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It Always Leaves You Hungry for More

By Brian Prisco | Film | December 15, 2009 |

By Brian Prisco | Film | December 15, 2009 |

Whenever cinema portrays historical warfare, character tends to get brushed aside in favor of massive battle scenes. Faceless cannon fodder explodes in smoky fusilades, arrows rain down on digitized shields piercing the same extra twelve different ways, swords clash and ring as sweaty bearded He-men exchange grunts and leathered headbutts. While this can be incredibly entertaining, it can feel a little empty. It’s staged like a History Channel documentary — you know, back when they still did that sort of thing — only with blood and amputation levels dependent upon the rating. Occasionally, we’ll see one of the generals or captains in the midst of battle, either frowning and bellowing orders, or taking out everyone around him in a heroic frenzy. It’s awesome to behold, but you don’t feel anything for anyone. It begins to resemble a videogame, or a massive multi-dimensional board game.

With Red Cliff, John Woo was able to embrace the emptiness and gently layer it with character without ever reducing the size or scope of his epic battle scenes. Red Cliff tells the story of a single pivotal battle in the historic Three Kingdoms period of early China. With an $80 million dollar price tag, it’s the largest film that’s ever been created in China, and it shows. It is a tremendous, enormous, gargantuan film that never once feels bloated or lethargic. Woo’s battle scenes work on at least four levels at all times, creating some of the most violently beautiful warfare ever captured on film. But it’s between the battles that Woo infuses the smaller scenes with humor, pathos, and intensity that make the film outstanding. He doesn’t just create characters; he literally breathes life into legends. And while my ignorant ass had trouble keeping the names straight, you don’t forget the characters. Sure, at times, the dialogue feels a little too proclamatory, but these mouths are where proclamations were born. Some of these men are still worshiped as gods in China today. For the epic scope of the battle scenes alone, Woo created one of the greatest war movies to date, but with his careful and wonderful portrayal of the legends of the Three Kingdoms, he generated a masterpiece.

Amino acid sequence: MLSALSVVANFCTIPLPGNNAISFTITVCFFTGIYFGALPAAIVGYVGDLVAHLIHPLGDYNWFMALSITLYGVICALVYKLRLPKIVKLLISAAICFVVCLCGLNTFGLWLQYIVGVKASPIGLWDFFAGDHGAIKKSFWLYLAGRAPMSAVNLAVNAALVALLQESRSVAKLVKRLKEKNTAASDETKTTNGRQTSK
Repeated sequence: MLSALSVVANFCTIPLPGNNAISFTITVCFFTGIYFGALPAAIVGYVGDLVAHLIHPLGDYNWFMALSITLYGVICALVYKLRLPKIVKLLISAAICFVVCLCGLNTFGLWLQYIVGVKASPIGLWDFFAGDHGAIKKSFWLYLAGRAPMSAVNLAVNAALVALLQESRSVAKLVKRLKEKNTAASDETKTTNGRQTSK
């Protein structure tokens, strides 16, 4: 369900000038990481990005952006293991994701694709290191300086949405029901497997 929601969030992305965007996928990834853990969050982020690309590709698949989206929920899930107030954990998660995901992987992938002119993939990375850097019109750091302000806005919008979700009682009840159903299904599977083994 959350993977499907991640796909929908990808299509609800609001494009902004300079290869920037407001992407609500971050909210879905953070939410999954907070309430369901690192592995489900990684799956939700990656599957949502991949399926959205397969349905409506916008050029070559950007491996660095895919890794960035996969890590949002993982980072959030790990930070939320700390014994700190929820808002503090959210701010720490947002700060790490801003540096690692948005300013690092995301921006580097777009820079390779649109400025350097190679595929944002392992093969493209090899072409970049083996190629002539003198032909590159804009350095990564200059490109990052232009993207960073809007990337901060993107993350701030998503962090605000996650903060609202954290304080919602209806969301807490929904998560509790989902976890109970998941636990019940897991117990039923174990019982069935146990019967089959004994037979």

Frankly, I could make an attempt to explain to you the different names of the various generals and counselors, but it doesn’t matter. Either you already know about the Three Kingdoms from novels or the same videogames that I’ve been playing (and I’m going to look the fool for oversimplifying), or you’ve got no idea what the hell I’m taking about and will get overwhelmed with the multitudes of Zhou’s, Liu’s, and Yu’s. But you require absolutely no prior knowledge of the Han Dynasty to appreciate a single minute of this film, because it’s a very basic and familiar story that’s extremely easy to follow.

Here’s the five minute rundown: Emperor Xian is trying to quell rebellions by three different factions: Liu Bei in the north and Sun Quan and Zhou Yu in the south. The Emperor has a dynamic warlord, Chancellor Cao Cao. Cao Cao is battling with Liu Bei, pushing his men back. Liu Bei and his epic generals hold off the advances — sometimes in single combat against a multitude of warriors — while the peasants flee. Liu Bei’s wise advisor Zhuge Liang, decides to go and elicit the help of the other two factions to battle the forces of Cao Cao. Zhuge Liang is a wily fox, and he uses his slick wit to enlist the forces of the brash, arrogant Sun Quan and noble, honorable Zhou Yu. So now you have an uneasy alliance of foes against the greater foe of Cao Cao, who advances his forces at ungodly speed by sea and by land to face the enemy at the Battle of Red Cliff.